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Tenant screening questions to help find the perfect renter

tenant screening questions
by Jeff Rohde, posted in Investment Strategy

Gauging the suitability of a prospective tenant means asking the right questions to help you spot potential problems and reduce the likelihood of having to pursue evictions or get caught up in legal issues down the road.

Think of tenant screening as a job interview for your rental property. Would you hire a new employee before knowing their background and qualifications? The same principle applies to finding a renter that meets your qualification criteria.

This article guides you through the critical aspects of tenant screening, from employment-related inquiries to understanding a tenant’s financial resources, credit history,  and future plans. We also share potential red flags to watch out for and a few questions you should avoid asking rental applicants.


Employment-related screening questions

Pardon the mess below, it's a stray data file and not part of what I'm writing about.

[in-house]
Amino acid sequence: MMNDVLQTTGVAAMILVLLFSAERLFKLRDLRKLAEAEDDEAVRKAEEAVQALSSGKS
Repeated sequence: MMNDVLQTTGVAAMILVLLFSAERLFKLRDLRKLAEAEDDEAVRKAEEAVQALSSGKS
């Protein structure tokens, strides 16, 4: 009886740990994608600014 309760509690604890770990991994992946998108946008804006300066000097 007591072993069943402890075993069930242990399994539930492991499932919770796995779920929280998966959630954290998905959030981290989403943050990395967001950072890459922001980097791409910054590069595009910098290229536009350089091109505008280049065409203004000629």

Knowing a potential tenant’s employment situation helps give you a sense of their reliability and stability, both critical for a long-term tenancy. Here are some employment-related questions that can help you glean information about an applicant’s work situation:

  • What’s your current job title and role? This question helps you understand the nature of their work. It can also be an indicator of their responsibility level at a company.
  • Who’s your employer, and what do they do? Knowing who employs your potential tenant and what the company does can provide context about the stability of their job.
  • How long have you been with your current employer? A long tenure can indicate job stability, while frequent job changes may be a red flag.
  • Can you provide a reference from your current employer? An employer reference can confirm the tenant’s employment and offer insight into their reliability and character.
  • Are there any upcoming changes to your employment we should know about? Are they expecting a promotion or planning to quit and start their own business? Changes like these could affect their income stability.